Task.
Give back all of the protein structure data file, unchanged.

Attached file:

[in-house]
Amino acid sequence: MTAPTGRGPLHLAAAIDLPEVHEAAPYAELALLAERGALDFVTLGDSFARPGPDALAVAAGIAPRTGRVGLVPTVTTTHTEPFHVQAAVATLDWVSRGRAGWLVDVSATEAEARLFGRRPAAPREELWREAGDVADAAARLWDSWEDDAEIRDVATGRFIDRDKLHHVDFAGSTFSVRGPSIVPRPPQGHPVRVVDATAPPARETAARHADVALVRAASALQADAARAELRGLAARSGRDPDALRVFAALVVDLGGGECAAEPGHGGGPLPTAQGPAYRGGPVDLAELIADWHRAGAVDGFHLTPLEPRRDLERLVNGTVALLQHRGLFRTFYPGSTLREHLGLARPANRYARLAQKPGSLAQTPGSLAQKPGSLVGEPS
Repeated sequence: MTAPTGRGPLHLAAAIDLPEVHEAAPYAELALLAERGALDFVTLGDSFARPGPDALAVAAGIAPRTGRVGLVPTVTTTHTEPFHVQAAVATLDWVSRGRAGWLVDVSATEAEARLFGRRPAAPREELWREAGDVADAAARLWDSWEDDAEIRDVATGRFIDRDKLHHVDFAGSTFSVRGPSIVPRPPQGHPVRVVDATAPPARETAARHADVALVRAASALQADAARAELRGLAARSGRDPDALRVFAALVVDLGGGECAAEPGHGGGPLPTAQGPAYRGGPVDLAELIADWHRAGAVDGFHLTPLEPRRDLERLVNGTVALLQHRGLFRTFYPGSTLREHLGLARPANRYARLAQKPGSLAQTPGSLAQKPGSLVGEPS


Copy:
[in-house]
Amino acid sequence: MTAPTGRGPLHLAAAIDLPEVHEAAPYAELALLAERGALDFVTLGDSFARPGPDALAVAAGIAPRTGRVGLVPTVTTTHTEPFHVQAAVATLDWVSRGRAGWLVDVSATEAEARLFGRRPAAPREELWREAGDVADAAARLWDSWEDDAEIRDVATGRFIDRDKLHHVDFAGSTFSVRGPSIVPRPPQGHPVRVVDATAPPARETAARHADVALVRAASALQADAARAELRGLAARSGRDPDALRVFAALVVDLGGGECAAEPGHGGGPLPTAQGPAYRGGPVDLAELIADWHRAGAVDGFHLTPLEPRRDLERLVNGTVALLQHRGLFRTFYPGSTLREHLGLARPANRYARLAQKPGSLAQTPGSLAQKPGSLVGEPS
Repeated sequence: MTAPTGRGPLHLAAAIDLPEVHEAAPYAELALLAERGALDFVTLGDSFARPGPDALAVAAGIAPRTGRVGLVPTVTTTHTEPFHVQAAVATLDWVSRGRAGWLVDVSATEAEARLFGRRPAAPREELWREAGDVADAAARLWDSWEDDAEIRDVATGRFIDRDKLHHVDFAGSTFSVRGPSIVPRPPQGHPVRVVDATAPPARETAARHADVALVRAASALQADAARAELRGLAARSGRDPDALRVFAALVVDLGGGECAAEPGHGGGPLPTAQGPAYRGGPVDLAELIADWHRAGAVDGFHLTPLEPRRDLERLVNGTVALLQHRGLFRTFYPGSTLREHLGLARPANRYARLAQKPGSLAQTPGSLAQKPGSLVGEPS